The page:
Maureen Raymo, who has been serving as interim director of Lamont-Doherty since July 2020, stewarding Columbia’s world-renowned Earth and climate research campus through the extraordinary challenges posed by the pandemic, is now assuming the official role of director. At the same moment, Raymo has also been named one of four co-founding deans of the new Columbia Climate School. And while she acknowledges that taking on the two roles at once will mean a heavy workload, she is more than up for all that comes next. As the first woman and first climate scientist to lead the observatory, Raymo believes her plans for Lamont’s future and its role in the newly launched Columbia Climate School are of paramount importance to the world. In the interview below, she explains a few components of her vision for Lamont.
Is becoming Lamont’s director at this point in our understanding of climate change especially significant?
Absolutely. The next 10 years are crucial in terms of the world’s response to climate change. We know the rate that CO2 is going into the atmosphere and we know how long it takes and how difficult it is to clear it out. We must move away from a fossil fuel–based economy. We are reaching a threshold where the amount we’re putting in is going to lead to an amount of warming that guarantees sea level rise of many meters. Put another way, this is the Titanic still having time to correct its course and avoid that iceberg. We have 10 years to turn. Then it will be too late.
That considered, what do you believe to be your biggest priority as director?
We have scientists on campus that study every single aspect of the climate system. So, it is a huge focus. We have scientists who study floods, droughts, polar ice sheet stability, past climate, and model future climate—all of this is in service of trying to understand the current state we’re in. It’s a problem we’ve created as the human race and I think there’s a lot of passion and commitment to do doing whatever we can to find solutions. We have children, we have grandchildren and we see what is coming down the pike if very dramatic changes are not made. Everywhere in the world, we need to decarbonize, we need to move away from a fossil fuel–based economy. All this is to say, the world needs Lamont’s creative, innovative research now more than ever.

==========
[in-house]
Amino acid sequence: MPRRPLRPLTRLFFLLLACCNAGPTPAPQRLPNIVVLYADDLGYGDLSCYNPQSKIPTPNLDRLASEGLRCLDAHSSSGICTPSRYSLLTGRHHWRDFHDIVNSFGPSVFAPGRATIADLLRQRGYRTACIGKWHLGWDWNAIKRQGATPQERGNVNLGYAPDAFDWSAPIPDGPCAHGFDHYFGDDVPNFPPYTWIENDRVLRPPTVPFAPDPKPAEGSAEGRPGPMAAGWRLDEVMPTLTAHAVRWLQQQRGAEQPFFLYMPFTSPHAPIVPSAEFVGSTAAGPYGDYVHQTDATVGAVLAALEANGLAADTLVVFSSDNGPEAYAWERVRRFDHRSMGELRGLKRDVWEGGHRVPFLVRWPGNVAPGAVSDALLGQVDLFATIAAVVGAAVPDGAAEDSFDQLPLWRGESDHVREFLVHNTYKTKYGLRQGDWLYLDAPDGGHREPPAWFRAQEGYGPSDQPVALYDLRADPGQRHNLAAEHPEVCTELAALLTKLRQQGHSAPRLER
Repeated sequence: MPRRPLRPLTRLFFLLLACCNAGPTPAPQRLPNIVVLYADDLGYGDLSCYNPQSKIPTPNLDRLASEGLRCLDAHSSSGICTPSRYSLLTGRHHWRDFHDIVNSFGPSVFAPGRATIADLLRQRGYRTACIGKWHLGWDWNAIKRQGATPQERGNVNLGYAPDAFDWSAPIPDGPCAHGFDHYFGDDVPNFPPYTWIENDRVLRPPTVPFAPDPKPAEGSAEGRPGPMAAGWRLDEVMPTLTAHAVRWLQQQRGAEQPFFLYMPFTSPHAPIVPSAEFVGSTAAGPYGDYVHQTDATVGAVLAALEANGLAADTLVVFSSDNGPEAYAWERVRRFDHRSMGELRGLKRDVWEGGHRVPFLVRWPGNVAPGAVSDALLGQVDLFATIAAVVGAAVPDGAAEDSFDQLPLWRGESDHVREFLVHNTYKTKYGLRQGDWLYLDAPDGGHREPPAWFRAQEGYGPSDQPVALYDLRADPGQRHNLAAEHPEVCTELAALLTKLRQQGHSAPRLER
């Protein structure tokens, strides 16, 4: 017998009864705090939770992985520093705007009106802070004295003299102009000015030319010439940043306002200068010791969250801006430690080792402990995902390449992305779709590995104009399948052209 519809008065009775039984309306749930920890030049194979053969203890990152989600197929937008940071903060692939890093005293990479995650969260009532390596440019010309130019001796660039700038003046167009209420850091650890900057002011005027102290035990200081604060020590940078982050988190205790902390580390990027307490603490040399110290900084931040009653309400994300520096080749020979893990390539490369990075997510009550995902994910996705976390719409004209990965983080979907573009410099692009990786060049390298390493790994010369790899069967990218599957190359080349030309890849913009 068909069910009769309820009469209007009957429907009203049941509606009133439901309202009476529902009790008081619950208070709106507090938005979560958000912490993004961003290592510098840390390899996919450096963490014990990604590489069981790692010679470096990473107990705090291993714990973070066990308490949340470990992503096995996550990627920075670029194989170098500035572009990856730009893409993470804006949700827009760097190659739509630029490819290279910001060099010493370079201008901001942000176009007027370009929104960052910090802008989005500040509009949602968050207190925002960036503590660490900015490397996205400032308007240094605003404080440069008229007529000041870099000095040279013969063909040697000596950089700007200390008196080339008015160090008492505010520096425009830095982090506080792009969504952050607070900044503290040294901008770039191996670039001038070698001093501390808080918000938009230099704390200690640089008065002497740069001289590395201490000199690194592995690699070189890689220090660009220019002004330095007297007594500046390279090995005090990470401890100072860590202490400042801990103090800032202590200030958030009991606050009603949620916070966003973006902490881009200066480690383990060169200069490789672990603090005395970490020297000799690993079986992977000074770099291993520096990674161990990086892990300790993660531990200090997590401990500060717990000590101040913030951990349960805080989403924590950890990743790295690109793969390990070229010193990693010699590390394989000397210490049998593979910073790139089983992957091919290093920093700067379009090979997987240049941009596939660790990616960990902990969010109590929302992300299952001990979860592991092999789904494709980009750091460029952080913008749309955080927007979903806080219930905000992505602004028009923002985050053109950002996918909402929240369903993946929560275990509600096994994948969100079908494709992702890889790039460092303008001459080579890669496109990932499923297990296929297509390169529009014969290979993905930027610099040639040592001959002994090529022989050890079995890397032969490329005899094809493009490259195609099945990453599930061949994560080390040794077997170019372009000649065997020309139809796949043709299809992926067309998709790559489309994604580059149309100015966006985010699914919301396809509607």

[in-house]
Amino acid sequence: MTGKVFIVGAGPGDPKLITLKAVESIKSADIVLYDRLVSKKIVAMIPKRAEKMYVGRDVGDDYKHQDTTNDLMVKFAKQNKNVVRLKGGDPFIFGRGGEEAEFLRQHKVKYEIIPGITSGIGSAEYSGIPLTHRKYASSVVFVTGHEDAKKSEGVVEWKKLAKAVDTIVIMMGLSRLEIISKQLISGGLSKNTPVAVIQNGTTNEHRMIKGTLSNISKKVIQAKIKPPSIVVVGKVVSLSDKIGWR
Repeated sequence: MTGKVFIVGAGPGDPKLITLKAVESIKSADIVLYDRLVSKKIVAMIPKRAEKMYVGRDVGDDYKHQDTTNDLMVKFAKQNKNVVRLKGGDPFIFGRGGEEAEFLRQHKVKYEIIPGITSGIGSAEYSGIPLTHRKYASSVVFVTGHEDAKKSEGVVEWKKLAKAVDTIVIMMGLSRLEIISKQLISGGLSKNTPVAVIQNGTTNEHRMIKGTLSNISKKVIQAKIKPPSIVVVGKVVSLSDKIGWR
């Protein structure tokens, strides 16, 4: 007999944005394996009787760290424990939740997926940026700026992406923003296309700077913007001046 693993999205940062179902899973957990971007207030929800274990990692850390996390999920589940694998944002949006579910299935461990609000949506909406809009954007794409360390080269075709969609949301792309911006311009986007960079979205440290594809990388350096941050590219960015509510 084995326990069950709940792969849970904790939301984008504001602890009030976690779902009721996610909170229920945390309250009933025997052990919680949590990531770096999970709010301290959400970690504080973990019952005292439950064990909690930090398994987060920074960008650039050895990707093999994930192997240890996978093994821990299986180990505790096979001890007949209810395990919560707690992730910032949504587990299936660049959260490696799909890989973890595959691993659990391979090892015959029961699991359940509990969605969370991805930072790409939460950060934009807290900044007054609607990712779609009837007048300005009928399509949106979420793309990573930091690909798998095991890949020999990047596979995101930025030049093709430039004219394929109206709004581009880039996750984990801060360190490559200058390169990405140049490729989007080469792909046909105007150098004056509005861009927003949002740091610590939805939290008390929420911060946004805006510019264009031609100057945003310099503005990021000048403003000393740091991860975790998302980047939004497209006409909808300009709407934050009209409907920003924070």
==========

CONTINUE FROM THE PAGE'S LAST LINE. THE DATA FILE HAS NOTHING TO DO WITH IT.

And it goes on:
As director, I will be dedicated to fundraising and development efforts to help increase the financial strength and stability of Lamont and our ability to support our scientists so they can continue to build their programs and develop new ideas. I was a soft money (grant-funded) scientist for 20 years. I understand the pressure that brings and I also know the difference it can make when you get institutional support for pursuing new ideas or bringing on new young people and giving them the support they need to build their programs.
I’m also committed to making the Lamont campus a model of sustainability. As we build and renovate buildings, we will partner with engineers to build new, innovative carbon-zero infrastructures. We are in the process of planning the renovation of Lamont Hall. This is an early 20th-century mansion that will be renovated to be a carbon-zero building as it transitions into a state-of-the-art office and conference center.
In terms of your career so far, how do these two roles fit into the story of your life’s work?
I feel so humbled and so honored. Everything I do at Lamont and for Lamont is a labor of love. I have such a belief in the importance of Lamont and its people and what it does and really just the excitement that is Lamont. I say that as a scientist and as a student who grew into a scientist at Lamont. This is a responsibility I take incredibly seriously. My greatest asset in leading Lamont and in serving as co-founding dean of the Columbia Climate School is my love for the planet and my love for Lamont.